History in Structure

Hallaton Hall (Aka Torch House)

A Grade II Listed Building in Hallaton, Leicestershire

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Latitude: 52.5619 / 52°33'42"N

Longitude: -0.8354 / 0°50'7"W

OS Eastings: 479043

OS Northings: 296639

OS Grid: SP790966

Mapcode National: GBR BRG.CMN

Mapcode Global: WHFL0.4VGW

Plus Code: 9C4XH567+PR

Entry Name: Hallaton Hall (Aka Torch House)

Listing Date: 24 June 2002

Grade: II

Source: Historic England

Source ID: 1360800

English Heritage Legacy ID: 489561

Also known as: Torch House

ID on this website: 101360800

Location: Hallaton, Harborough, Leicestershire, LE16

County: Leicestershire

District: Harborough

Civil Parish: Hallaton

Built-Up Area: Hallaton

Traditional County: Leicestershire

Lieutenancy Area (Ceremonial County): Leicestershire

Church of England Parish: Hallaton St Michael and All Angels

Church of England Diocese: Leicester

Tagged with: Architectural structure

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265/0/10004 NORTH END
24-JUN-02 Hallaton Hall (aka Torch House)


Country house. Early C19 with probably C16 origins, with major late C19 additions and alterations. Mainly rendered and colourwashed brick with hipped slate roofs and various brick ridge and side stacks. Possibly hall and cross wings E-plan originally, now much extended. 2 storeys, partly with attic, and 3 storeys. Entrance front has recessed centre with a projecting wing either side. 5-window range at first floor of C20 windows, 4 in centre and 1 on left wing. Ground floor in centre has 2 2-light mullion and transom windows and a pair of double glazed doors set within a glazed and colonnaded porch with glazed roof. Garden front to right has a 3-storey central block with large ground-floor projection and a 2-storey block either side. A 6-window range at first floor of C20 sash type windows with a small extra window to left of the higher block. 2 sash type windows to the third storey. 2 tall mullion and transom windows to each of the side wings. All these windows have blind boxes and some have stucco heads. The large projection to the central block has tall mullion and transom windows and a small C20 extension either side. To right of this front an elaborate winter garden with glazed front and gabled roof and gabled central entrance with double glazed doors. To right of this a single-storey former music room addition dated 1903 with simple Dutch gable and stone square bay window facing the garden. Further additions behind. To left of the entrance front further long wings extend to the rear. Nearest the entrance front are some sash windows with stucco heads and a c.1900 lean-to addition. Dormers above. The extension of the rear wings on both sides has created a deep U-plan yard to rear.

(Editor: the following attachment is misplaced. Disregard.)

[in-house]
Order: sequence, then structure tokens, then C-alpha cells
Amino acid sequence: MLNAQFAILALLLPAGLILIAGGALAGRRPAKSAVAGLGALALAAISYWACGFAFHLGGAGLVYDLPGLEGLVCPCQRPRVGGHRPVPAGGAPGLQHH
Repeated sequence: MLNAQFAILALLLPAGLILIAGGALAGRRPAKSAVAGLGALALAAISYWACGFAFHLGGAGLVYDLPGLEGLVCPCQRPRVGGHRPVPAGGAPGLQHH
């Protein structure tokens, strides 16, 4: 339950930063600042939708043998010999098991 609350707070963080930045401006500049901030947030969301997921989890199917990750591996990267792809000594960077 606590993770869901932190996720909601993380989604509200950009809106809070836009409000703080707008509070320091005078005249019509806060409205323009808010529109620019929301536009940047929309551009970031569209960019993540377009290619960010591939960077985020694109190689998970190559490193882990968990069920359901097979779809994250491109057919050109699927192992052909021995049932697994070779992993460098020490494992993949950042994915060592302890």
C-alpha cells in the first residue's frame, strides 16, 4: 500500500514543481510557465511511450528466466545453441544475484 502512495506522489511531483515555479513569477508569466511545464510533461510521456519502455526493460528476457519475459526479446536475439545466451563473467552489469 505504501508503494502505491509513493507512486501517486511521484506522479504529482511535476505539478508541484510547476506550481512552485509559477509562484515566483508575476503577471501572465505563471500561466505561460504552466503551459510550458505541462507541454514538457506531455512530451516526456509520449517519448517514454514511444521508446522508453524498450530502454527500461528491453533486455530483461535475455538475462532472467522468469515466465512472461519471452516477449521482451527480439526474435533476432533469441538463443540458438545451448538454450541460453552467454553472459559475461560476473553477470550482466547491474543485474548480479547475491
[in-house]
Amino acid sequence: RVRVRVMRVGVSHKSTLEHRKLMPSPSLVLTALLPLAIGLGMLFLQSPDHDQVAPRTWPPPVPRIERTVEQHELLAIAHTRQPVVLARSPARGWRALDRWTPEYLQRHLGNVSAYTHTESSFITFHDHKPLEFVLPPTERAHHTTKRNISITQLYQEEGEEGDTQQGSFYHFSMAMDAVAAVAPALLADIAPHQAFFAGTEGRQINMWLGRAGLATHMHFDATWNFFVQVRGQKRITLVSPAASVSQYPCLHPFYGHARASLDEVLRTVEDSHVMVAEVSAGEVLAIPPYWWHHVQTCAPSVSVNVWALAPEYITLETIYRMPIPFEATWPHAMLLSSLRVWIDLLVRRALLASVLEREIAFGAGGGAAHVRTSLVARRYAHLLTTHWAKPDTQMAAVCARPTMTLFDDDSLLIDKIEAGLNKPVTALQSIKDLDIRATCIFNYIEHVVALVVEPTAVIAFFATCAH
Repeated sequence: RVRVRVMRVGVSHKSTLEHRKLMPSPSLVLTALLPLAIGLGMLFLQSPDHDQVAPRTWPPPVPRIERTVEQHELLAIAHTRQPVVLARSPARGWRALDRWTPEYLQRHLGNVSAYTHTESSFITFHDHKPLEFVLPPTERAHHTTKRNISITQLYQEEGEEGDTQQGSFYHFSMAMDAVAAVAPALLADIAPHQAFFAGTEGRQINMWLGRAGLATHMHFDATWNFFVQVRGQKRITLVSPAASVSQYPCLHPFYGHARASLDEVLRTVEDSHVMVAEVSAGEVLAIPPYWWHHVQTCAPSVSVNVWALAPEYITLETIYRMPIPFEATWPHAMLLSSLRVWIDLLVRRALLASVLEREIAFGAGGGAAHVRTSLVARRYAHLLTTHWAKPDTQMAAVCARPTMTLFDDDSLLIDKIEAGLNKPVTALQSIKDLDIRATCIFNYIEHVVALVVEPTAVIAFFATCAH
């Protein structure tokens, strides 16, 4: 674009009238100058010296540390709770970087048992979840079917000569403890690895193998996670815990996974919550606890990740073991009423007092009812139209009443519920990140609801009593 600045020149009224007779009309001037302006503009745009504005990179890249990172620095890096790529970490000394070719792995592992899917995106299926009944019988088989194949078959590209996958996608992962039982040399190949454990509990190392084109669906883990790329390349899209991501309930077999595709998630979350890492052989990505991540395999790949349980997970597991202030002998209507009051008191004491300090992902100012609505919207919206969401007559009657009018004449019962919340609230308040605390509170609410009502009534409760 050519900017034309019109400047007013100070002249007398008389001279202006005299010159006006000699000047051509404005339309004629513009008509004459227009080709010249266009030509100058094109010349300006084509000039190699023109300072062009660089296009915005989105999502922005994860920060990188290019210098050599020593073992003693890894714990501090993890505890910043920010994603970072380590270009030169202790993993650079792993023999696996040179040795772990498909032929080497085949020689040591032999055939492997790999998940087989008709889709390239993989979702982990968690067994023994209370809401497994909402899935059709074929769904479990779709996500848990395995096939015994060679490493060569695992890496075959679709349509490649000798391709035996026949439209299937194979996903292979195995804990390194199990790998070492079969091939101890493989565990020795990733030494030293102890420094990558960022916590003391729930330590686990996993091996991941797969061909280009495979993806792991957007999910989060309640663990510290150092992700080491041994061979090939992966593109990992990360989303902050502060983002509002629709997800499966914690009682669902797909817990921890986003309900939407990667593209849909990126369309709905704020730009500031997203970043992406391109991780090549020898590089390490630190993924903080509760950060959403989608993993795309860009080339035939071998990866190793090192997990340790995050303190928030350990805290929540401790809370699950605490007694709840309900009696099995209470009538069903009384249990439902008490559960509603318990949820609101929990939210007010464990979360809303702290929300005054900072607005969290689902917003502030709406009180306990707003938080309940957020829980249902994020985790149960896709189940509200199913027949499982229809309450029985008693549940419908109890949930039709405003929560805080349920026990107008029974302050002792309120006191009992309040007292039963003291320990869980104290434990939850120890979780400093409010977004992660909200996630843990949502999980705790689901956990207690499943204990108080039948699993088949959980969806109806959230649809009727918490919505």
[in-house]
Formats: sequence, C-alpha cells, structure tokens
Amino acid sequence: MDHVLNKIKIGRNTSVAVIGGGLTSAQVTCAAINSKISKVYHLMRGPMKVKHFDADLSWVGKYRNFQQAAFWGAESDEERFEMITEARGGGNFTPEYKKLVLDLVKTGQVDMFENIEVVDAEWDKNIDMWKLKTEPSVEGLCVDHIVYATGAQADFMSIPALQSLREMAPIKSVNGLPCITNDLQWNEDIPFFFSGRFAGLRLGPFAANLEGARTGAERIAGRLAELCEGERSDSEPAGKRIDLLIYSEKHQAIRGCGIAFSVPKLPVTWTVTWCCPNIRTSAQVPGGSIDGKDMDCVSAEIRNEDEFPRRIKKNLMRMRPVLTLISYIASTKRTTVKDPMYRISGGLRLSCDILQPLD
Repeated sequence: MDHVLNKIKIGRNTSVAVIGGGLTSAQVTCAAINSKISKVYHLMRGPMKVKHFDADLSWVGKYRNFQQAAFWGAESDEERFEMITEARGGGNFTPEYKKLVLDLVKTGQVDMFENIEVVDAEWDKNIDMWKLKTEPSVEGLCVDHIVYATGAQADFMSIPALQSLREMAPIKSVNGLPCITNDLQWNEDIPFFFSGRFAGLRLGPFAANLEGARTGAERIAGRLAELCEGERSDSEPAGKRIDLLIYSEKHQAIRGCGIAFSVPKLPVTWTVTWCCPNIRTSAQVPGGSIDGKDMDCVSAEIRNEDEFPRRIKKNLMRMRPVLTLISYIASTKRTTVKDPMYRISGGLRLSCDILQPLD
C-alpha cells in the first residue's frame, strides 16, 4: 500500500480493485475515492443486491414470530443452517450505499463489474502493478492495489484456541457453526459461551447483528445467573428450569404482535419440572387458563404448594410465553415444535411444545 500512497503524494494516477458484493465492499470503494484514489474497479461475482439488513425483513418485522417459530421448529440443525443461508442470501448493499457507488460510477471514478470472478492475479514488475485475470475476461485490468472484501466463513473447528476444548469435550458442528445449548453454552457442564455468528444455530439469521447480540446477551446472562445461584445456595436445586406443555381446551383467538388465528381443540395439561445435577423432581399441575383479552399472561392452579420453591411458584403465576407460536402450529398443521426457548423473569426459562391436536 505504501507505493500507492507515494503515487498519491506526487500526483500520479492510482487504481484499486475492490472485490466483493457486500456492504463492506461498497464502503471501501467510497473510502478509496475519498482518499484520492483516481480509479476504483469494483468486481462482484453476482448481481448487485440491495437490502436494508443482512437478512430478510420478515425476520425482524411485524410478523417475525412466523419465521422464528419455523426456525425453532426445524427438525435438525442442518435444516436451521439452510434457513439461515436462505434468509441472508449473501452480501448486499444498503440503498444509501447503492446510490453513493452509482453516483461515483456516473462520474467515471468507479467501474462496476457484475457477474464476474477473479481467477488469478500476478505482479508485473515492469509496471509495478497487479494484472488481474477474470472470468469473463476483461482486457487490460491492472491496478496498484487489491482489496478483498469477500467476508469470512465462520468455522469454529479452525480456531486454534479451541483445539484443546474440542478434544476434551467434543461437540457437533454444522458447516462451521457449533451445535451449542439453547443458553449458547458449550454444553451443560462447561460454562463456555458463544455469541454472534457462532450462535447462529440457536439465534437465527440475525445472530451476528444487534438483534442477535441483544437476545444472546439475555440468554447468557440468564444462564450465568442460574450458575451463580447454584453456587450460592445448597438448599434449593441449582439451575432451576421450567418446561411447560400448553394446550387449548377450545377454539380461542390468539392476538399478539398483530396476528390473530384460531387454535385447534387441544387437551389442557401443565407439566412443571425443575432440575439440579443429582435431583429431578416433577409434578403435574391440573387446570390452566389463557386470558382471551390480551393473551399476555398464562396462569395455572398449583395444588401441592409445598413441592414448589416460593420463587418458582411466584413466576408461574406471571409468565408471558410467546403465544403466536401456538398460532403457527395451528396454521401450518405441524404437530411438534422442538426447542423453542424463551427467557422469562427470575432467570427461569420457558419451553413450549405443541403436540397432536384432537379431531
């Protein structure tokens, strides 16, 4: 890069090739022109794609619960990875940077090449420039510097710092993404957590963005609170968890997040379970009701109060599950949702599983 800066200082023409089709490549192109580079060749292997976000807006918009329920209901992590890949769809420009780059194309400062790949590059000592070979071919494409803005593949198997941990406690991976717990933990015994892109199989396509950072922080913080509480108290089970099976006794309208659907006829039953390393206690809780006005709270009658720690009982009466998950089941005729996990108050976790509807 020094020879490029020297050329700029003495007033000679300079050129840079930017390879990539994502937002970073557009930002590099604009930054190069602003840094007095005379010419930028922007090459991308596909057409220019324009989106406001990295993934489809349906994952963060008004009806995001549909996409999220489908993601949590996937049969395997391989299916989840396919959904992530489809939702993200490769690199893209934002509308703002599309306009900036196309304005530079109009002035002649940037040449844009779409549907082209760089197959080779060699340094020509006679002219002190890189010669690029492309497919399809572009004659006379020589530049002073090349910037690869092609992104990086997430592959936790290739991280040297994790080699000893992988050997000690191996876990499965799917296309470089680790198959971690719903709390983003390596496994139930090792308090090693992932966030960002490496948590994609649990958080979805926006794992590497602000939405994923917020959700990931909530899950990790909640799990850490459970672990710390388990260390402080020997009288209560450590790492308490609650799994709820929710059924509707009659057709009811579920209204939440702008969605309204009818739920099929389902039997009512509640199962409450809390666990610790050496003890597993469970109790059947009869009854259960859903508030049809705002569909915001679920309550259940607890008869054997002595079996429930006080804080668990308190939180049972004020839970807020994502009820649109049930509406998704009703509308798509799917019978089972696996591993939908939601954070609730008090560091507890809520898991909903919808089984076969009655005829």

INTERIOR. The interior was richly refitted c.1900. Entrance hall has wooden panelling in Jacobean style with elaborate screen and fireplace with overmantel. Art Nouveau patterned stained glass in the windows and in the screen. The ceiling beams have deep sunk-quadrant and concave mouldings with run-out stops and appear to be C16 with later base boarding. The lower height of this room suggests that this is the original date for this part of the house. To left is the dining room also in Jacobean style with panelling, 2 fireplaces with overmantels, plaster ceiling and a deep bay, the entrance to which is supported on wooden reeded columns and pilasters. Some Art Nouveau patterned stained glass in the windows. To right of the entrance hall is the drawing room with further elaborate late C18 style decoration. 2 fireplaces incorporate tall thin composite columns and overmantels, the walls are divided into panels and there is plaster ceiling decoration. The dividing arch and the arch into the bay are supported on reeded Ionic columns and pilasters. Behind the drawing room a further reception room has C18 style marble fireplace and an elaborate window surround to the French window facing the winter garden. The large staircase hall has an open-well stair with ramped balustrade with turned balusters which may in part be C17. Dado panelling. The staircase hall was remodelled c.1900 and now incorporates a 2-storey screen with open arches and a further side screen with arches, the whole producing a very theatrical effect. The hall is lit by an oval skylight with elaborate patterned and coloured glazing. In many rooms the doors have elaborate door furniture and in various rooms on both floors the doors are moulded 6-panel, probably from the early C19 remodelling, and on the first floor are architraves and cornices also from this period. On this floor over the entrance hall are heavy bridging beams, one boxed, which may survive from the early house. Here leading from the first floor to attic is an early C19 stair with stick balustrade. The steep roof of this range is a C19 replacement. Other roofs not inspected.
The fine and intact winter garden has tufa rockwork-covered walls, curving mosaic paths and floor and central and surrounding raised beds. The former music room has a coved ceiling and the former reception room behind has a coved ceiling supported on moulded beams and moulded doorcase and door.
This house, which has evolved over a long period, retains much of the elaborate refitting of c.1900 and features of the early C19 with fragments of the much older house.

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